It doesn't matter if you have a chronic issue such as rosacea – which can flare in times of stress – or dry skin, which can worsen depending on the weather or your activities, the time is now to get into a routine to maintain your best possible skin.
“See a dermatologist for ongoing issues, if you haven’t already,” says Dr. Ronald Brancaccio, director of the Skin Institute of New York and clinical professor of dermatology at New York University School of Medicine. “The sooner you can get into treatment and an effective maintenance routine, the better.”
Diana Alfieri, who was married in August 2012, knew she needed to keep up an effective skin routine well before her wedding day. “I did have worries about my skin. Not so much on my face, but I do tend to get acne on my back and red bumps on my arms,” she says. “My dress was strapless, so this did concern me. I did not see a dermatologist, I just made sure to use a cleanser and astringent every day for a month leading up to the wedding.”
Besides addressing your own specific issues, follow the basic tenets of the American Academy of Dermatology: Cleanse with the gentlest cleanser that is effective for your skin; moisturize regularly; use sunscreen with at least SPF 15 every time you go outside; do not pick at, squeeze or scratch your skin.
One of the top worries of any bride-to-be is the sudden zit flare-up. Never mind the trick from the movie My Big Fat Greek Wedding – “Windex!” If a zit pops up, you’ll want to get rid of it fast. The best fix? “If you’re looking for an over-the-counter remedy, use benzoyl peroxide at a 5 to 10 percent concentration twice a day,” says Dr. Brancaccio.
For acne cysts, a dermatologist can perform an injection of cortisone directly into the cyst, reducing inflammation very quickly. “These shots work only on cystic acne, though,” Dr. Brancaccio explains.
Above all, he warns, do not pick at a blemish. “What your mother says is true: It will only make it worse.”
Whether on your face, elbows or elsewhere on your body, dry patches can be both uncomfortable and unsightly.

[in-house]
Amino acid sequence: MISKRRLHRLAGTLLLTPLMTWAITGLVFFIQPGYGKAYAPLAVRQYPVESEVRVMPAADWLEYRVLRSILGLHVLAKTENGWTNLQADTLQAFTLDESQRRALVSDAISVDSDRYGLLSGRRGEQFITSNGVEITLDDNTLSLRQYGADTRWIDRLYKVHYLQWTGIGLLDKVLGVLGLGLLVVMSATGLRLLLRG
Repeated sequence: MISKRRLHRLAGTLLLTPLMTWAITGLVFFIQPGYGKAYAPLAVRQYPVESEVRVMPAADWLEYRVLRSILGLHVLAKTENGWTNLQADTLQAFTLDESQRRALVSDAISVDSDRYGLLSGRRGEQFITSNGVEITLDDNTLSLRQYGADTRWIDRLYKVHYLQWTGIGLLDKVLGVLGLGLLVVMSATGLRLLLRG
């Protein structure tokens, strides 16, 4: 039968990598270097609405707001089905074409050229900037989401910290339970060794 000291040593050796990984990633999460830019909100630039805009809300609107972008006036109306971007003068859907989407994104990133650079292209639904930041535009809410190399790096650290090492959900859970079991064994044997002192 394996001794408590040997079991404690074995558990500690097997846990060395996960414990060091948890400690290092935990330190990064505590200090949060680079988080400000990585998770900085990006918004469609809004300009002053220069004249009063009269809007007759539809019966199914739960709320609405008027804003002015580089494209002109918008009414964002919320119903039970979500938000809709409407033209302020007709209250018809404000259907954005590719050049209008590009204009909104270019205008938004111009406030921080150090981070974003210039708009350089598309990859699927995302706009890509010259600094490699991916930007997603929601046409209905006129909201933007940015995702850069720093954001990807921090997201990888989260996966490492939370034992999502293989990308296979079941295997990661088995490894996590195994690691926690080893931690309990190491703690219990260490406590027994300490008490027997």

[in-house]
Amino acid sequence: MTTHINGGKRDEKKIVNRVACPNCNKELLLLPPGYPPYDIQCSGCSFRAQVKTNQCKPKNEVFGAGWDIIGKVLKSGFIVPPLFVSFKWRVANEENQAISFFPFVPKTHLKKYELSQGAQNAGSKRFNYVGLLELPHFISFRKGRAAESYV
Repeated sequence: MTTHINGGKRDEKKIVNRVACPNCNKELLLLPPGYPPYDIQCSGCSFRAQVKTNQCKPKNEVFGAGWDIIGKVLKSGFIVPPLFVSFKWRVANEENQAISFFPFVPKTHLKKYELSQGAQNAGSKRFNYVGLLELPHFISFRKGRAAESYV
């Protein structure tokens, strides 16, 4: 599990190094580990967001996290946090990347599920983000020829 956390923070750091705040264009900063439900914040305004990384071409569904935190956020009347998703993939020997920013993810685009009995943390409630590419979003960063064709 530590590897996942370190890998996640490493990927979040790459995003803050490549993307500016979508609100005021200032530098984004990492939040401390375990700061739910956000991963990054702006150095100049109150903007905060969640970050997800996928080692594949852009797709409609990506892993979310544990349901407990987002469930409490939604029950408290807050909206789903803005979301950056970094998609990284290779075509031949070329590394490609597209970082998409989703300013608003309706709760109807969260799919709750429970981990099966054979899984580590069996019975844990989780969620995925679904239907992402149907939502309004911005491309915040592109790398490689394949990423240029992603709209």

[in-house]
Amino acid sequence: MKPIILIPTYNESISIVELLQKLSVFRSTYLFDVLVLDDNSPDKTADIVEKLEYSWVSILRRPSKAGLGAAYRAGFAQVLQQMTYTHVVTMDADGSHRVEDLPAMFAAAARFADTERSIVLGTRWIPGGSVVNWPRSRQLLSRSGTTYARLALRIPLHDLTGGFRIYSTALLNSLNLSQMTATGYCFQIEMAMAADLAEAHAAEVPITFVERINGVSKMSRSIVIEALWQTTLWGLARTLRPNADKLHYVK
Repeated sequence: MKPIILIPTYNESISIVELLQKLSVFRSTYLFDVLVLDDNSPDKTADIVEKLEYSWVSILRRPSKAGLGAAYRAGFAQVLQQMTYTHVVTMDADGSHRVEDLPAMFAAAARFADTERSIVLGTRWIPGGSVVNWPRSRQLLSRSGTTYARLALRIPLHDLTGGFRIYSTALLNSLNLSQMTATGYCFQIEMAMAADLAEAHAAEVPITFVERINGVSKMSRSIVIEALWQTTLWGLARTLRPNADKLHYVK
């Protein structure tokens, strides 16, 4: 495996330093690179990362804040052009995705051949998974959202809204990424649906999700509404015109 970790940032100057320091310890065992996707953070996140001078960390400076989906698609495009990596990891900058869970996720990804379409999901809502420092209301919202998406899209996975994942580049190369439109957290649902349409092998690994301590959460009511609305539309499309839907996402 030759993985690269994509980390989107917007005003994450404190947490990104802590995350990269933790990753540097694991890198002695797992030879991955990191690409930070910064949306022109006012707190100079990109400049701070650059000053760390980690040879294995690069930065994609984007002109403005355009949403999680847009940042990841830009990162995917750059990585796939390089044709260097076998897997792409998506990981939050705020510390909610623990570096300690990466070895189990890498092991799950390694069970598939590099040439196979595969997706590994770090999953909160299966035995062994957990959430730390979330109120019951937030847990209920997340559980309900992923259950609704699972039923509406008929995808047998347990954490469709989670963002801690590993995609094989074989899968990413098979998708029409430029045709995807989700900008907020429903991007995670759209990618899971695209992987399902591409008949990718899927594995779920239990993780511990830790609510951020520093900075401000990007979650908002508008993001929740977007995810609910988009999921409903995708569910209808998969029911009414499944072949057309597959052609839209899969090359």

“You can soothe and camouflage dry patches with a good moisturizer with sunscreen,” says Dr. Brancaccio. “Some of these products are tinted, too, which can help.”
If your skin is extremely dry, try a very thick moisturizer such as Aquaphor, he says. “You can use it anywhere, even on your lips. It’s an especially good overnight treatment.”
The key to effective moisturizing is to use your products regularly. This will help keep patches and flare-ups at bay.
Covering pronounced marks on the face or body can be challenging. Whether you feel the need to cover a tattoo for a religious wedding ceremony or you just want to cover a birthmark that makes you self-conscious, there are types of makeup just for this purpose. Many dermatologists can help you find a product that is effective and may even have good ones available in their offices.
“Dermablend, which is available in department stores, is very good,” says Dr. Brancaccio. “It comes in all shades, which can be helpful for people with darker complexions. I know it works well to cover birthmarks. Tattoos can sometimes be more difficult to disguise, especially if they have dark or bright colors in them.” Tattoo artist Kat Von D has a line of tattoo concealers, also available at department stores, that are designed for full coverage.
Whatever your issues with your skin, remember that rest, relaxation and good nutrition go a long way toward achieving a beautiful briday-day complexion. So enjoy the time leading up to your big day, and be prepared for the beauty glitches — preferably with something more effective than Windex!
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